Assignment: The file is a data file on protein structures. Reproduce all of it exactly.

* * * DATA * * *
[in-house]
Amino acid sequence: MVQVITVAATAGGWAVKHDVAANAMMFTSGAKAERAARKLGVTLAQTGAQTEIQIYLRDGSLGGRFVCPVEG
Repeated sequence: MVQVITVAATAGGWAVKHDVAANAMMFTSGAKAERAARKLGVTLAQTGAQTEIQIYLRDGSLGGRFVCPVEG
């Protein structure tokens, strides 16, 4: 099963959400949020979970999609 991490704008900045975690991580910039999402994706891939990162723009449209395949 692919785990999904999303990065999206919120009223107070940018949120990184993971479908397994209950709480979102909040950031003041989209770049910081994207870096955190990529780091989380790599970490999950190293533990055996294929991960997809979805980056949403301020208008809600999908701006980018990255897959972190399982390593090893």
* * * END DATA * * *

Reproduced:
[in-house]
Amino acid sequence: MVQVITVAATAGGWAVKHDVAANAMMFTSGAKAERAARKLGVTLAQTGAQTEIQIYLRDGSLGGRFVCPVEG
Repeated sequence: MVQVITVAATAGGWAVKHDVAANAMMFTSGAKAERAARKLGVTLAQTGAQTEIQIYLRDGSLGGRFVCPVEG
């Protein structure tokens, strides 16, 4: 099963959400949020979970999609 991490704008900045975690991580910039999402994706891939990162723009449209395949 692919785990999904999303990065999206919120009223107070940018949120990184993971479908397994209950709480979102909040950031003041989209770049910081994207870096955190990529780091989380790599970490999950190293533990055996294929991960997809979805980056949403301020208008809600999908701006980018990255897959972190399982390593090893």